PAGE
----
In this post, we'll review the curtain wall tutorials in two popular Revit books: Mastering Autodesk Revit Architecture 2013 (ISBN: 978-1-1181-7408-1) and Autodesk Revit Architecture 2013 Essentials (ISBN: 978-1-1182-4478-4) published by Sybex*. Both books are written by the team of James Vandezande, Phil Read, and Eddy Krygiel. At over 1000 pages, Mastering is an all-encompassing text that is intended to teach the reader most of the capabilities found in the software. Essentials is one-third the size of Mastering and is written as a textbook for use in Revit classes or as a self-study guide.
Although I believe that both books should be entirely dedicated to curtain wall at the expense of all other Revit tools, both have sections dedicated exclusively to curtain wall. For each title, readers will need to visit the publisher’s web site, www.Wiley.com, to download the support files for each chapter.
Mastering Autodesk Revit Architecture 2013
A full 33 pages of chapter 13 (partially written by David Light) are dedicated to the Revit curtain wall tools. As expected, It covers many of the basic curtain wall tools and techniques but then extends the subject matter into some of the less used, but often more useful, approaches to curtain wall modeling.
The section begins with a set of definitions relevant to the CW industry and Revit then jumps right into creating and partitioning a curtain wall using the Curtain Grid tool. The authors don’t stop at a simple grid pattern but add grid lines and mullions that are unique to a single vertical and horizontal run – as we have come to expect in the design of new buildings.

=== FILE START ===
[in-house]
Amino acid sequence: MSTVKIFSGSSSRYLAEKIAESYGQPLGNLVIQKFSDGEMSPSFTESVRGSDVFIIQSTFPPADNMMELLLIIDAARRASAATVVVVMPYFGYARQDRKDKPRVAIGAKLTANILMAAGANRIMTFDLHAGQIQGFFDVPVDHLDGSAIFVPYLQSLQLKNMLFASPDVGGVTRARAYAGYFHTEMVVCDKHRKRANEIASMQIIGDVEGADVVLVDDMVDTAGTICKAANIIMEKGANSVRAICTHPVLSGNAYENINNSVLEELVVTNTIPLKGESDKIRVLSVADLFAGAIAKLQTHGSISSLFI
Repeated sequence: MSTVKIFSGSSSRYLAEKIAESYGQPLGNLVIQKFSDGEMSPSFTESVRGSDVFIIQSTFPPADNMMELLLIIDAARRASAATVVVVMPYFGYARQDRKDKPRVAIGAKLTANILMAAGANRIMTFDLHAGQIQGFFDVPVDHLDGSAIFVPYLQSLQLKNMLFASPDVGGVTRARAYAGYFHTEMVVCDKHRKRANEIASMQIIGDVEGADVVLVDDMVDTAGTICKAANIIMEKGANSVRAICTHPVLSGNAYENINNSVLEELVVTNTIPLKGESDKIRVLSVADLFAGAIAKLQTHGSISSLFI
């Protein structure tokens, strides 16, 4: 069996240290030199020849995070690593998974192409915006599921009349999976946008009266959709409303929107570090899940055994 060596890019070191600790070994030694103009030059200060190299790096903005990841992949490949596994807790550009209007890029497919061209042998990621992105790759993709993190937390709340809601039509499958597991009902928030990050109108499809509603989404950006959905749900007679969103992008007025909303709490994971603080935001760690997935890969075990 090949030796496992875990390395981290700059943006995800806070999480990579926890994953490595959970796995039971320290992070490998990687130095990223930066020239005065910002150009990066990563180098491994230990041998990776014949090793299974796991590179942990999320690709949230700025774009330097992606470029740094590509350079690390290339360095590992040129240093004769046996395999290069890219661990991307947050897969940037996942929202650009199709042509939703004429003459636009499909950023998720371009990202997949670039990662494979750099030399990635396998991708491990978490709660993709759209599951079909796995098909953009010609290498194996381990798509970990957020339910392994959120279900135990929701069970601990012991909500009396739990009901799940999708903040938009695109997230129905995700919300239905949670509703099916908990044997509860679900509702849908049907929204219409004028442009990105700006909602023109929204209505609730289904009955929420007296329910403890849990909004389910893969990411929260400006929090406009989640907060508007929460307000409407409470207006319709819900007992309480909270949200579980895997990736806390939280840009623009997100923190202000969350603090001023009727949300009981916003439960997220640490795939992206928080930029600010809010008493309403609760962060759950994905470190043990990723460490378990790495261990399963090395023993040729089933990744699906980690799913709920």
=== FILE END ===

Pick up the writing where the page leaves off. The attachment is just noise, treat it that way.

Adding curtain wall doors is quickly covered and corner mullions are discussed as well.
Much time can be saved when a common system type is used by defining a custom curtain wall type. Mastering covers creating custom wall types and explains many of the settings available (Join Condition, Automatic Embed, etc.), but doesn’t include an exercise on custom curtain walls. Custom curtain panels are described but exercises on non-pattern based custom panels and custom mullions would be helpful to anyone in the CW field.
Complex curtain walls, usually created in the conceptual phase of a project, are covered in depth including using conceptual shapes, non-orthographic patterns, and intersects. Creating pattern-based families is covered with a few thorough exercises that cover pyramidal and hexagonal patterns. Even scheduling of pattern-based panels is covered.
Overall, the amount of curtain wall related content found in Mastering Autodesk Revit Architecture 2013 is excellent and provides a solid foundation for anyone exploring the Revit curtain wall toolset and its many facets. The only areas that should be expanded are the customization of mullions and scheduling of mullions, panels, and curtain wall doors.
Autodesk Revit Architecture 2013 Essentials
Autodesk Revit Architecture 2013 Essentials covers the basics of Revit’s curtain wall tool in eight concise exercises. Each exercise is fairly short (2-4 steps) and follow a logical progression from curtain walls to grids and mullions then continues on to embedding CW's into other walls, editing the curtain wall profiles, and modifying curtain grid segments. The "Essentials and Beyond" section, found at the end of every chapter in the Essentials series of books, challenges the reader with some complex curtain wall examples for him or her to figure out (skewed grid lines, curved curtain walls, etc.). The solution to these challenges, and the other files needed to follow the exercises, can be downloaded from the book's web page at www.Wiley.com.
*Disclaimer: I have done freelance work for Sybex/Wiley in the past, but was not involved in the production of these books and have not been engaged or compensated for this review or blog post.